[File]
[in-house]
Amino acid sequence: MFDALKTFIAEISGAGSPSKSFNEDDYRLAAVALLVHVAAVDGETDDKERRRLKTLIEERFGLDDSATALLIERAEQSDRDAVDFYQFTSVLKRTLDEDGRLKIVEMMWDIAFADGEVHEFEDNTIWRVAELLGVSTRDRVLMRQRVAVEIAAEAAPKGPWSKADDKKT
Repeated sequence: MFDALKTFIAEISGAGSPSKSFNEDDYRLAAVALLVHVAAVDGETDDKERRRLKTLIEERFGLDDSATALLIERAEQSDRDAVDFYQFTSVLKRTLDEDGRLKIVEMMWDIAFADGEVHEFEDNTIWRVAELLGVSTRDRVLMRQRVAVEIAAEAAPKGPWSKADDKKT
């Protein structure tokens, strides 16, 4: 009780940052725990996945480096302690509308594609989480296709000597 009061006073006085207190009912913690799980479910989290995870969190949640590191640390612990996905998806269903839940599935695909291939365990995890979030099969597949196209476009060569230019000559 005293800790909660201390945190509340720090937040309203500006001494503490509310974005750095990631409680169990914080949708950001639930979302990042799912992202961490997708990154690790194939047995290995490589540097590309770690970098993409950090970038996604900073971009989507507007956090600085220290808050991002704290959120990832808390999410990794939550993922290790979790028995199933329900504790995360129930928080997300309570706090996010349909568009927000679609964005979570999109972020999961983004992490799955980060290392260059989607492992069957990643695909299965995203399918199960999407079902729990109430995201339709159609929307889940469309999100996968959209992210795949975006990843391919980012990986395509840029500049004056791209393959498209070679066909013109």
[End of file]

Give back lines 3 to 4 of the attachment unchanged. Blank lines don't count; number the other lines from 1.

Repeated sequence: MFDALKTFIAEISGAGSPSKSFNEDDYRLAAVALLVHVAAVDGETDDKERRRLKTLIEERFGLDDSATALLIERAEQSDRDAVDFYQFTSVLKRTLDEDGRLKIVEMMWDIAFADGEVHEFEDNTIWRVAELLGVSTRDRVLMRQRVAVEIAAEAAPKGPWSKADDKKT
């Protein structure tokens, strides 16, 4: 009780940052725990996945480096302690509308594609989480296709000597 009061006073006085207190009912913690799980479910989290995870969190949640590191640390612990996905998806269903839940599935695909291939365990995890979030099969597949196209476009060569230019000559 005293800790909660201390945190509340720090937040309203500006001494503490509310974005750095990631409680169990914080949708950001639930979302990042799912992202961490997708990154690790194939047995290995490589540097590309770690970098993409950090970038996604900073971009989507507007956090600085220290808050991002704290959120990832808390999410990794939550993922290790979790028995199933329900504790995360129930928080997300309570706090996010349909568009927000679609964005979570999109972020999961983004992490799955980060290392260059989607492992069957990643695909299965995203399918199960999407079902729990109430995201339709159609929307889940469309999100996968959209992210795949975006990843391919980012990986395509840029500049004056791209393959498209070679066909013109």